The development of a safe, effective acceptable topical microbicide to prevent the sexual transmission of HIV could play a major role in worldwide reduction of the over 14,000 new HIV infections per day, and potentially save millions of lives. Given that cell-free virus ineffectively crosses the genital epithelium in the absence of lesions, it is likely that HIV hijacks host cells as Trojan horses to cross the normally impermeable genital epithelium. It has been postulated that HIV exploits Langerhans (LC) and dendritic cells (DC) to facilitate its safe passage through the genital epithelium. In this application, we propose to develop compounds that prevent HIV-LC and HIV-DC interactions in vitro (R21 phase) and to test them as topical microbicides in vivo (R33 phase). We demonstrated that HIV uses three specific receptors to mediate its initial contact with vaginal LC and DC. We propose to generate reagents that target each of these receptors. These receptor antagonists will then be tested for their capacities to prevent HIV-LC and -DC interactions. The goal is to identify reagents, which are the most potent at blocking in vitro HIV hijacking of vaginal LC and DC. These LC and DC receptor inhibitors will serve as microbicide candidates for subsequent in vivo studies proposed in the R33 phase. We demonstrated that gp120 mediates the contact between HIV and vaginal LC and DC. We propose to generate reagents, which prevent gp120-LC and -DC interactions. Specifically, we propose to generate soluble reagents that mimic the receptors that HIV exploits to interact with LC and DC. These receptor mimics will serve as decoys to prevent gp120 contact with vaginal LC and DC. The goal is to identify receptor mimics, which are the most potent at blocking in vitro HIV hijacking of vaginal LC and DC. These receptor mimics will serve as microbicide candidates for in vivo studies proposed in the R33 phase. One advantage of using compounds that prevent HIV-LC and -DC interactions is that many sexually transmitted pathogens also exploit LC and DC for host colonization, and thus the ability to block HIV-LC and -DC interactions may have the additional benefit of preventing other sexually transmitted pathogens. This approach may not only provide valuable novel microbicides, but it will also allow us to assess the contribution of LC and DC to HIV transmission.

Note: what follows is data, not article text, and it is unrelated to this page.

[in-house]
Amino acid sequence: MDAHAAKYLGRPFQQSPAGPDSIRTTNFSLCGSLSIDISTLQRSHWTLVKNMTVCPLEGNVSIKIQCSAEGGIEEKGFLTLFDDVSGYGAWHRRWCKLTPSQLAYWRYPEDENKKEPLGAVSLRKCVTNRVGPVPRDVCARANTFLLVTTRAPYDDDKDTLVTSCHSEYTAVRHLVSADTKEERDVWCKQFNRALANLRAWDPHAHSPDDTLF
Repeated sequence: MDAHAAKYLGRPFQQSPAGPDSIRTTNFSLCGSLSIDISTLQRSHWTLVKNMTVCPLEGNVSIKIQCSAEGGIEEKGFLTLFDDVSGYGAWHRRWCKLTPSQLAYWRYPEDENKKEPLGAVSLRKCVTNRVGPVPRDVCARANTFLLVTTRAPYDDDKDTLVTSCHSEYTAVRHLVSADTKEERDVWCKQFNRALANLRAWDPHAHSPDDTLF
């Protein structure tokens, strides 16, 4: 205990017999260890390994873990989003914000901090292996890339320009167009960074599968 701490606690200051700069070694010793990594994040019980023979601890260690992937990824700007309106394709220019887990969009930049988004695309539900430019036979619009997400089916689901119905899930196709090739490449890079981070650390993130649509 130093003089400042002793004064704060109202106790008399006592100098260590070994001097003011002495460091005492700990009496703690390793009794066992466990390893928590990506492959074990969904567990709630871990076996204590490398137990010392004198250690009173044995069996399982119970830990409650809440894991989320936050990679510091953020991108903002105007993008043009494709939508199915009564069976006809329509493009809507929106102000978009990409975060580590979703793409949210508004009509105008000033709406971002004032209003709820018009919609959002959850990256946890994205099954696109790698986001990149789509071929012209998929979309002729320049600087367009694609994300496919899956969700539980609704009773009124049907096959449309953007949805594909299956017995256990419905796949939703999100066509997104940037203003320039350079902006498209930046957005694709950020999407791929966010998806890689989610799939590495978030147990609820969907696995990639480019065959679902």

Sexual transmission is the most common mode of infection in the global HIV epidemic. In the absence of an effective vaccine, there is an urgent need for additional strategies to prevent new HIV infections. Mucosal Langerhans and dendritic cells are the first cells that HIV encounters and infects. In this application, we propose to develop drugs, which specifically and completely prevent the contact between the virus and these cells, in order to use them as novel microbicide candidates.
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